Identifying where crowding happens in the brain using MRI

Jul 31, 2018Research, Vision Neuroscience

The sense that we are able to see things equally well across our field of view is an illusion. “High resolution” vision is limited to <1% of the field. The remaining “peripheral” vision is quite poor, and is impeded further when the target is surrounded by other objects known as “visual crowding”. However, we know little about where crowding happens in the brain.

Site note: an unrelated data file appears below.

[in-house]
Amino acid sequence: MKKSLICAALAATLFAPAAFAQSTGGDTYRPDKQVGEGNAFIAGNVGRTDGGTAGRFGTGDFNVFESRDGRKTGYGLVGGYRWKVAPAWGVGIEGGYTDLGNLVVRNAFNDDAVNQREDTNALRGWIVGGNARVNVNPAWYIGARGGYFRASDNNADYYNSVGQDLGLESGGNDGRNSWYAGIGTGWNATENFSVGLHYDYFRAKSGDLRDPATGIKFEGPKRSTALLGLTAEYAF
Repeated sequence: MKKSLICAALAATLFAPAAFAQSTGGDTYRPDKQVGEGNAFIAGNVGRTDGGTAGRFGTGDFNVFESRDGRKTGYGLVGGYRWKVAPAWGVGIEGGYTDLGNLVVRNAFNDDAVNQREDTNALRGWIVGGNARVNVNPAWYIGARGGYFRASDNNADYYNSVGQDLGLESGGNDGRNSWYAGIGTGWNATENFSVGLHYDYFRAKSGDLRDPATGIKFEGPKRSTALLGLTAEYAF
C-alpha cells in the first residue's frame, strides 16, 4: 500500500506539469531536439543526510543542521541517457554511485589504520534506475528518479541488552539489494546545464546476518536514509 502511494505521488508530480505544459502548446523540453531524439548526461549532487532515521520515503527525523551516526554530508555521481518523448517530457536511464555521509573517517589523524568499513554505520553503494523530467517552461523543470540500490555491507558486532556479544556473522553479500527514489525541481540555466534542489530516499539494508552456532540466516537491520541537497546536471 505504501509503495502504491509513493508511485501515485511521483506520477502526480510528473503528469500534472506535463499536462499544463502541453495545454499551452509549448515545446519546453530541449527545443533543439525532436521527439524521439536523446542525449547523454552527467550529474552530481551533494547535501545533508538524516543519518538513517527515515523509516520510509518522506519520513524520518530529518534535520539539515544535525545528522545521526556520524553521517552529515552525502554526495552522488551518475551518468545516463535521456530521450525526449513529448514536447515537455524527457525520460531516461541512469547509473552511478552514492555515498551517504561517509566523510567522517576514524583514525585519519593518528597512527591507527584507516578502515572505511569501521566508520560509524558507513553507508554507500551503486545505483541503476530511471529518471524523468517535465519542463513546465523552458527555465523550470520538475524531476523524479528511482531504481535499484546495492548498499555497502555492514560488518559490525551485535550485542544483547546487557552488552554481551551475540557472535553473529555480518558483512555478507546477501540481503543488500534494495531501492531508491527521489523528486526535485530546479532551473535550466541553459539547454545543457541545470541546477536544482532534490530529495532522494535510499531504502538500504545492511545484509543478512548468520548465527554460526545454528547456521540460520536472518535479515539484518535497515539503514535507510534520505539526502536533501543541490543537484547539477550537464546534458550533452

In this study our aim is to determine what brain regions are involved in crowding by correlating subjects’ susceptibility to crowding (measured using psychophysics) and cortical architecture, measured using a recently developed functional Magnetic Resonance Imaging technique population receptive field (pRF) mapping.

Authors: Dr Catherine Morgan, Prof Steven Dakin, A/P Sam Schwarzkopf


Collaborators: Elaine Anderson & Geraint Rees (UCL), Anton Hong, Ernest Oh (previous Optometrist students)

Funding details: FRDF (Faculty Research Development Fund), Project No. 3710727

Status: Funded & running